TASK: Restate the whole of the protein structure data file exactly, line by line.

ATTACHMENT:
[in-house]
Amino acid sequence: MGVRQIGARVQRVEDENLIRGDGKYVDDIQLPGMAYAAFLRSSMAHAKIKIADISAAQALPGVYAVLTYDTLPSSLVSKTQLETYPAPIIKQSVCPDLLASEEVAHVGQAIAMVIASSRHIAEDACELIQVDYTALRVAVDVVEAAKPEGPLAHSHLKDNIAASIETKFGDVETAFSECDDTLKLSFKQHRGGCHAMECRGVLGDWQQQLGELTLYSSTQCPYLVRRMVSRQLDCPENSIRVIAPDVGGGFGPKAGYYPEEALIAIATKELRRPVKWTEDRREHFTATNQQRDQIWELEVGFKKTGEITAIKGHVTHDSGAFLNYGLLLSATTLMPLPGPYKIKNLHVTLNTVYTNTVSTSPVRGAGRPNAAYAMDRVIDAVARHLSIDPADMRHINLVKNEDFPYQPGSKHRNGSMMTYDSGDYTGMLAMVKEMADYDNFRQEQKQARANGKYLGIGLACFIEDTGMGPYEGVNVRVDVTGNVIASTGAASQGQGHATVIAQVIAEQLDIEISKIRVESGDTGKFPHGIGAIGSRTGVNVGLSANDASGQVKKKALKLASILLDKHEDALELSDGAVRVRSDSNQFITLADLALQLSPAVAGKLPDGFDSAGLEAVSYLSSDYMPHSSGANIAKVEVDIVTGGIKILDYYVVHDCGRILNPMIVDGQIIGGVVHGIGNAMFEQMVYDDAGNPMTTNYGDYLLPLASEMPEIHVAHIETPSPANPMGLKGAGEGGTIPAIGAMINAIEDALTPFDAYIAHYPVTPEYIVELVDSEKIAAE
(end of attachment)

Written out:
[in-house]
Amino acid sequence: MGVRQIGARVQRVEDENLIRGDGKYVDDIQLPGMAYAAFLRSSMAHAKIKIADISAAQALPGVYAVLTYDTLPSSLVSKTQLETYPAPIIKQSVCPDLLASEEVAHVGQAIAMVIASSRHIAEDACELIQVDYTALRVAVDVVEAAKPEGPLAHSHLKDNIAASIETKFGDVETAFSECDDTLKLSFKQHRGGCHAMECRGVLGDWQQQLGELTLYSSTQCPYLVRRMVSRQLDCPENSIRVIAPDVGGGFGPKAGYYPEEALIAIATKELRRPVKWTEDRREHFTATNQQRDQIWELEVGFKKTGEITAIKGHVTHDSGAFLNYGLLLSATTLMPLPGPYKIKNLHVTLNTVYTNTVSTSPVRGAGRPNAAYAMDRVIDAVARHLSIDPADMRHINLVKNEDFPYQPGSKHRNGSMMTYDSGDYTGMLAMVKEMADYDNFRQEQKQARANGKYLGIGLACFIEDTGMGPYEGVNVRVDVTGNVIASTGAASQGQGHATVIAQVIAEQLDIEISKIRVESGDTGKFPHGIGAIGSRTGVNVGLSANDASGQVKKKALKLASILLDKHEDALELSDGAVRVRSDSNQFITLADLALQLSPAVAGKLPDGFDSAGLEAVSYLSSDYMPHSSGANIAKVEVDIVTGGIKILDYYVVHDCGRILNPMIVDGQIIGGVVHGIGNAMFEQMVYDDAGNPMTTNYGDYLLPLASEMPEIHVAHIETPSPANPMGLKGAGEGGTIPAIGAMINAIEDALTPFDAYIAHYPVTPEYIVELVDSEKIAAE